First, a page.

Band Saw HP question

Discussion in 'Luthier's Corner' started by kfowler8, Dec 6, 2017.

  1. kfowler8

    kfowler8 Senior Member

    Messages:
    4,723
    Likes Received:
    4,489
    Joined:
    Mar 1, 2011
    If I want to be able to resaw boards, what's the minimum amount of HP I should be looking for in a band saw?

    My 1980s 12" Craftsman has just about reached the end of it's useful life. It bogs down like crazy even on 3/4" cuts. It's about time for a serious upgrade.
     
  2. Skyjerk

    Skyjerk Meatbomb Silver Supporter

    Messages:
    5,092
    Likes Received:
    5,615
    Joined:
    Feb 9, 2014
    I have a Grizzly 17" band saw with a 2 HP motor. It does the job well, I wouldnt want to go less HP than that. I can resaw hard maple top with an 8" deep cut fairly well. If it was any less than 2 HP I think that cut would be really difficult to make cleanly.

    I may bump that up to 3 HP at some point if some extra money falls my way...
     
    kfowler8 likes this.
  3. KnightroExpress

    KnightroExpress Senior Member

    Messages:
    1,358
    Likes Received:
    1,280
    Joined:
    Sep 5, 2013
    I've got a Laguna 14BX with 2.5HP, it only starts to slow down a bit when I resaw something excessively wide or tough. It takes normal 8-ish inch pieces without any hint of struggle.
     
  4. Bobby Mahogany

    Bobby Mahogany Senior Member

    Messages:
    17,166
    Likes Received:
    22,547
    Joined:
    Feb 25, 2012
    No doubt 1980 was a long time ago...
    But check your blade.
    Recently I worked with a mitre saw that was going really bad and even smoking with 2x8's.
    The owner changed the blade and it was like a new saw.
    Just a thought.
     
  5. jkes01

    jkes01 Senior Member

    Messages:
    1,842
    Likes Received:
    757
    Joined:
    Jan 10, 2011
    I have a 12" Craftsman band saw and noticed a huge difference in cutting maple after I sharpened the blade with a diamond card. Tedious work, but well worth the effort. Before my cuts were black and smoking and the saw struggled to get through, but after sharpening the cuts were clean and the saw "cut like butter."

    I could have simply replaced the blade, but I am cheap and wanted to give sharpening a try. Left the blade on the saw and marked my starting point with a sharpie. Went after each tooth with the card, 4 strokes each. rotating the blade until the mark came back around. Did this twice, once on the 300 grit and another with the 600. Worked like a charm. :thumb:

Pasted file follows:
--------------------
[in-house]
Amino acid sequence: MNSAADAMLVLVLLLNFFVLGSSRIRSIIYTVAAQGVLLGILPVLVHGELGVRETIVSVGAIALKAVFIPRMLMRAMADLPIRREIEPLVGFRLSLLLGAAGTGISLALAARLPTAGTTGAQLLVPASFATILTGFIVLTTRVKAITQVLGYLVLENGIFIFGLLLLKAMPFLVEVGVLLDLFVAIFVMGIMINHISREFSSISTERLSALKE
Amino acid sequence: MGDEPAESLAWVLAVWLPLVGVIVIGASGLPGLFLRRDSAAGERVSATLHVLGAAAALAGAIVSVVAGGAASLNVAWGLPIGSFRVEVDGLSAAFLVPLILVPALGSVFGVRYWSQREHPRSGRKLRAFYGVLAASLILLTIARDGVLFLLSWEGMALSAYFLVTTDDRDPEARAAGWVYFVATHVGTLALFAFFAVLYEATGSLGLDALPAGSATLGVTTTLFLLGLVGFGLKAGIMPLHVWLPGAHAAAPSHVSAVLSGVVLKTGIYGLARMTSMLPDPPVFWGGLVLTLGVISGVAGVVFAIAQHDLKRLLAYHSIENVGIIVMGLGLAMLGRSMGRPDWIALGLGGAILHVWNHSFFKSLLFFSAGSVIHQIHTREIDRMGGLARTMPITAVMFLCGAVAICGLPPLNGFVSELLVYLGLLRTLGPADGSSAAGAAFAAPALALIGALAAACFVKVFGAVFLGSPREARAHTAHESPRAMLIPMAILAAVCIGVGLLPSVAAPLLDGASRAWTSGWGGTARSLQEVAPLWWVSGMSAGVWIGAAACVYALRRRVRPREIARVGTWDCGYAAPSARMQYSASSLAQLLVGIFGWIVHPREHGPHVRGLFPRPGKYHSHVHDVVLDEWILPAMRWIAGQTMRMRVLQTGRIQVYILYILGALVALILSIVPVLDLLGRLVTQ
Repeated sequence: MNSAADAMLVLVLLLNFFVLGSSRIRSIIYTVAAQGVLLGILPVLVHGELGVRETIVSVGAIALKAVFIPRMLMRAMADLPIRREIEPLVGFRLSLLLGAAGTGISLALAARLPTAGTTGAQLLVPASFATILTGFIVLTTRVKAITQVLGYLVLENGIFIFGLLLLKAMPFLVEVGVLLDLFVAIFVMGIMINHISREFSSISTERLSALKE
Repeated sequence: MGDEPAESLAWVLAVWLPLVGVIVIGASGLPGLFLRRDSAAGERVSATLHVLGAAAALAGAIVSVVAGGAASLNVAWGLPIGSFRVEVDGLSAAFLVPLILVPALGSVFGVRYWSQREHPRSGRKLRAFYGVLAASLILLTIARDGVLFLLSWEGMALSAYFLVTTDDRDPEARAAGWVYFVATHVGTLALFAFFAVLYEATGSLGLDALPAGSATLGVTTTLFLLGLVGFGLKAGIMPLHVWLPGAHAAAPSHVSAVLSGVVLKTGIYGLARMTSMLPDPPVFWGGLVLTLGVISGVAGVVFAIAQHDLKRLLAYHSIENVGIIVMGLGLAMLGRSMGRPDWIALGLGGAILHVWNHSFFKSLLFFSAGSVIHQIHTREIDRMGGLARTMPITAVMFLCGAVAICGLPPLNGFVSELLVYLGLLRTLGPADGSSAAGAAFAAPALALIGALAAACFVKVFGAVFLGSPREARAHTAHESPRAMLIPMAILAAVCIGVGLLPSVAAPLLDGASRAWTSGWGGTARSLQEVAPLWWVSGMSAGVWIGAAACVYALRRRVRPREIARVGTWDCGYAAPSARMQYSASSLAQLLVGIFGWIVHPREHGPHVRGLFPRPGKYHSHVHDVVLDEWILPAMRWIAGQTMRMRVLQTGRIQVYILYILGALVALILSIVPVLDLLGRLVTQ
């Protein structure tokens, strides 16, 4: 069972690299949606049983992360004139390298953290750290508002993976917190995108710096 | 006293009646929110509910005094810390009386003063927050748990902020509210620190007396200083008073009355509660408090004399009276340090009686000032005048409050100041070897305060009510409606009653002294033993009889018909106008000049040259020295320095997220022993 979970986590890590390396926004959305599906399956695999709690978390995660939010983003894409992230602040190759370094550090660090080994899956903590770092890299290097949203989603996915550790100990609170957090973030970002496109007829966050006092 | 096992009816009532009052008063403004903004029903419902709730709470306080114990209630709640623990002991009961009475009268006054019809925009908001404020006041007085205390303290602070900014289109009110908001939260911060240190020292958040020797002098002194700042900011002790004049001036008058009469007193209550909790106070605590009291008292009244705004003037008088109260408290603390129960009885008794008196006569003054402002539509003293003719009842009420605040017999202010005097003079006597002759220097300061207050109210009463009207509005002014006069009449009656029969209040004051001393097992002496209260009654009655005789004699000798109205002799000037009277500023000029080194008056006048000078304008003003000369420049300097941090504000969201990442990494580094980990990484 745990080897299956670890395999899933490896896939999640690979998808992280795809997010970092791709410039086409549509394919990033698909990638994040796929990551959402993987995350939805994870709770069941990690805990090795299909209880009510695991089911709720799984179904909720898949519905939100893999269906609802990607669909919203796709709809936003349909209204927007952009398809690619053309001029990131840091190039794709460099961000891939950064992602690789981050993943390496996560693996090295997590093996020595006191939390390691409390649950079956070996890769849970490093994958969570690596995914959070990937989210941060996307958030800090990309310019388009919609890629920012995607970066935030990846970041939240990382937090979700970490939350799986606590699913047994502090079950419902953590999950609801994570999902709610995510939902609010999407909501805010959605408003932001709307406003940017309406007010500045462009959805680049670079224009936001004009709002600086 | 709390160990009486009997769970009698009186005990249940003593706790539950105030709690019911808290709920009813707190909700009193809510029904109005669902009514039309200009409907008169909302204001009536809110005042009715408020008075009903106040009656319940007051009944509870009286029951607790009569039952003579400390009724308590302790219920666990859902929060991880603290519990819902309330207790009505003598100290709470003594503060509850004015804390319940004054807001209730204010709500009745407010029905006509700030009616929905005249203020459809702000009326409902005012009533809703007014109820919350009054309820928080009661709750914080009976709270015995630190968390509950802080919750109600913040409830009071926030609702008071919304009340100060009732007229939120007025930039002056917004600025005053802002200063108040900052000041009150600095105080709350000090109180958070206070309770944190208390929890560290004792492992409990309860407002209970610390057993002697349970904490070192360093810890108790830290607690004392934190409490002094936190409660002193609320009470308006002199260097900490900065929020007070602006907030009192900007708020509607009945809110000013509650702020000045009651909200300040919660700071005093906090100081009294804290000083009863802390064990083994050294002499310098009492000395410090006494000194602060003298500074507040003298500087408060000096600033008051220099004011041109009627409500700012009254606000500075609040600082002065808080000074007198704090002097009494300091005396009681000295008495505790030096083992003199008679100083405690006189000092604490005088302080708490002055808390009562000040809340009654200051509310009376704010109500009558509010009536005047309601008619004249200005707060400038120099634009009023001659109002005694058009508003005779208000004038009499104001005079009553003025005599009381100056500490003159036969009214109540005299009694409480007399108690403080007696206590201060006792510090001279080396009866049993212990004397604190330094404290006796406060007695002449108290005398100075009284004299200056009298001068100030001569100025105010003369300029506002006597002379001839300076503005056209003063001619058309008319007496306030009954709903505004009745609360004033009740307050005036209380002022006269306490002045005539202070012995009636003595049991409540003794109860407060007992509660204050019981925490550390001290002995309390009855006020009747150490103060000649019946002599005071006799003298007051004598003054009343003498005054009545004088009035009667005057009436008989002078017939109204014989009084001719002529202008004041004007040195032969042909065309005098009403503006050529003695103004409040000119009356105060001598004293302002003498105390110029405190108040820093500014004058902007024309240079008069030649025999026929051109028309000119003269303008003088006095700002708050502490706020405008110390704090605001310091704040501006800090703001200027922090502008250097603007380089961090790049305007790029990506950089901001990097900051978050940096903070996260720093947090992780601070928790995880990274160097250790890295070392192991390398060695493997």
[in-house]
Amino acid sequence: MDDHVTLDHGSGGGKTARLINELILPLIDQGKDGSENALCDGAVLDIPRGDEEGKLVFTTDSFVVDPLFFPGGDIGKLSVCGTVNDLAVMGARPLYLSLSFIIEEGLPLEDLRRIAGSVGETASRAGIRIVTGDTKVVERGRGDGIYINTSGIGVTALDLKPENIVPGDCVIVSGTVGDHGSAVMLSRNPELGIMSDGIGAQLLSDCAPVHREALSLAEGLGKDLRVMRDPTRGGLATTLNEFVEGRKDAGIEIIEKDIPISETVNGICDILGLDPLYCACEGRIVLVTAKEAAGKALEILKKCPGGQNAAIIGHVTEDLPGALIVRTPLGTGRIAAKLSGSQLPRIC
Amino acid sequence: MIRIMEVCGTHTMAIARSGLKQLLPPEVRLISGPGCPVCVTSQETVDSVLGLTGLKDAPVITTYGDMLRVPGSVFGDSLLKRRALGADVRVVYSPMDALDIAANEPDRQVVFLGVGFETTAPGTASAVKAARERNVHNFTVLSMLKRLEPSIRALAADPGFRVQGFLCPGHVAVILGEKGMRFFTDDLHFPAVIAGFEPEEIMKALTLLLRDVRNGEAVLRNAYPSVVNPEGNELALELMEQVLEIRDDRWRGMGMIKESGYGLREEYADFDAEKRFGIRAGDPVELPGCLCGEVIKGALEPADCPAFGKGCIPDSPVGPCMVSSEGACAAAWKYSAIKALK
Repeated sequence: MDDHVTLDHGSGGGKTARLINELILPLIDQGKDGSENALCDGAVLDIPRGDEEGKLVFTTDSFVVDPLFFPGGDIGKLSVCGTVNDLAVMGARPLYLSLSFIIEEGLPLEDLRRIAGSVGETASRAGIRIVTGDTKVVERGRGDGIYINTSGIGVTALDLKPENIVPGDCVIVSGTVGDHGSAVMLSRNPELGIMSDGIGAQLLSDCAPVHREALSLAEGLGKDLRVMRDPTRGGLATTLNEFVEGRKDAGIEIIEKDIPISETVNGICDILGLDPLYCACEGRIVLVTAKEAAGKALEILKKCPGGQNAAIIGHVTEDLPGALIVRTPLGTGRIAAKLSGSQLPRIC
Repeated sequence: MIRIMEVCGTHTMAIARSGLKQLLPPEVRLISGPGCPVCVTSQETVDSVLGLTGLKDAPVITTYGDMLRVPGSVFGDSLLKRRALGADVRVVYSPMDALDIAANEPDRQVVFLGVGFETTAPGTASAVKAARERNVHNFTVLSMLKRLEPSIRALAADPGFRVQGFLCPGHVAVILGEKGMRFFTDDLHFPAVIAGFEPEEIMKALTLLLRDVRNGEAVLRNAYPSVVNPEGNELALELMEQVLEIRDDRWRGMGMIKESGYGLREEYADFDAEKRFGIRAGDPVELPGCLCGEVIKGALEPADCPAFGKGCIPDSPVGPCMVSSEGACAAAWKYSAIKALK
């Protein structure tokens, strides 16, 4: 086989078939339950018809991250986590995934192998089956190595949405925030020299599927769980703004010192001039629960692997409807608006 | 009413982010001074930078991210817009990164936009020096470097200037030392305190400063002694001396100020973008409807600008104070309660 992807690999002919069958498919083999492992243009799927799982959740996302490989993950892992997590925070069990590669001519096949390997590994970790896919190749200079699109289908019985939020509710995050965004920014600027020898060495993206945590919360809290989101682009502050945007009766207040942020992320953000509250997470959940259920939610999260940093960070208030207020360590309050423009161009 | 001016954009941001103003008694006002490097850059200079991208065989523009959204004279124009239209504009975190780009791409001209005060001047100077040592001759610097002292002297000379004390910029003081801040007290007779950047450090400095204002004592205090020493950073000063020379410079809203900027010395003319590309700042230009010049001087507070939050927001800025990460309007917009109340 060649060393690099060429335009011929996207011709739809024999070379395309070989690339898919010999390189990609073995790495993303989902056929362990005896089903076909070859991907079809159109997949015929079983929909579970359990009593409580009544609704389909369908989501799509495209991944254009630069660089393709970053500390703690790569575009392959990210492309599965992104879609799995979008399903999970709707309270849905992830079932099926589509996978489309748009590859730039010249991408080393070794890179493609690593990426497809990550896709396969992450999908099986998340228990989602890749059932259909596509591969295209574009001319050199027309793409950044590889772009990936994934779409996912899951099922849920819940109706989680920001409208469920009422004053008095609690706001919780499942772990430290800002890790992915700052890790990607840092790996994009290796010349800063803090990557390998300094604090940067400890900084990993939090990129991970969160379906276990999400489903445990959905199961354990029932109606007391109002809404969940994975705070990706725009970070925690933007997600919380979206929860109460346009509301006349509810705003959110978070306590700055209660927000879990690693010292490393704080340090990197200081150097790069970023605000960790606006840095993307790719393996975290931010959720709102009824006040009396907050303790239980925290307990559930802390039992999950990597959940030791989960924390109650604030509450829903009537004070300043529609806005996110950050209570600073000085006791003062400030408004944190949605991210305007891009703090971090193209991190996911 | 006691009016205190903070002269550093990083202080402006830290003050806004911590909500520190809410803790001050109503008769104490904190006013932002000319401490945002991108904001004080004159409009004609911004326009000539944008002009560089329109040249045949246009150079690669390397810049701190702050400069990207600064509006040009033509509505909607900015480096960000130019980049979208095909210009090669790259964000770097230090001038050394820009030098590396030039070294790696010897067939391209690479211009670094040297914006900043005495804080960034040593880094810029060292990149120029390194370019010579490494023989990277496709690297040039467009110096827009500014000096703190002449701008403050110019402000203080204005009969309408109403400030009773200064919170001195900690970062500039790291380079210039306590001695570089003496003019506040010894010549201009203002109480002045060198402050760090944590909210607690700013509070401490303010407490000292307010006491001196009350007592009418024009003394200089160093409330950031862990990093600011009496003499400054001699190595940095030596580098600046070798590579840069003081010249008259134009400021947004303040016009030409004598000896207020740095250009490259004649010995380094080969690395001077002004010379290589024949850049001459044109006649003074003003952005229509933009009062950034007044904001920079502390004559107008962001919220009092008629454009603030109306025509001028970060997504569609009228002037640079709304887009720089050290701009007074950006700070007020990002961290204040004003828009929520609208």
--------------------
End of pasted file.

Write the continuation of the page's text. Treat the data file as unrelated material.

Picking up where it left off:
dickjonesify likes this.
  6. kfowler8

    kfowler8 Senior Member

    Messages:
    4,723
    Likes Received:
    4,489
    Joined:
    Mar 1, 2011
    Yeah the blade definitely needs to be replaced and a new one would certainly make a difference. I replaced it a couple of years ago. It's still got a pretty under powered motor with some pretty crappy bearing guides.
     
  7. Leña_Costoso

    Leña_Costoso Senior Member

    Messages:
    352
    Likes Received:
    251
    Joined:
    Aug 28, 2017
    Since I deal with my share of electric motors.... pump motors mostly. Keep in mind that a whole lot of motors out there say X horsepower, but ain't. Better to go by plate amperage, or just get a quality motor. Dayton (W.W.Grainger) motors seem to be ok
     
    dickjonesify and kfowler8 like this.
  8. Leña_Costoso

    Leña_Costoso Senior Member

    Messages:
    352
    Likes Received:
    251
    Joined:
    Aug 28, 2017
    Maybe all you need is a different pully. Slow the saw down some, mo' torquey situation.
     
  9. w666

    w666 Senior Member

    Messages:
    1,820
    Likes Received:
    333
    Joined:
    Nov 25, 2009
    Ditto to all of the above, however, first spring for a Timber Wolf 3/4" 3 TPI blade...then make sure that your setup, tension, etc. are all in order. Slower is better for resawing. Finally, use a "point block" style fence for better control of the cut and to minimize binding. Check out the links below (or google around...there are hundreds of useful pages in the ether):

    https://www.highlandwoodworking.com/bandsaw-resawing-tips.html

    https://www.highlandwoodworking.com/woodnews/november_2006/employeecont_nov06.html

    https://www.popularwoodworking.com/projects/aw-extra-21314-bandsaw-jigs
     

Share This Page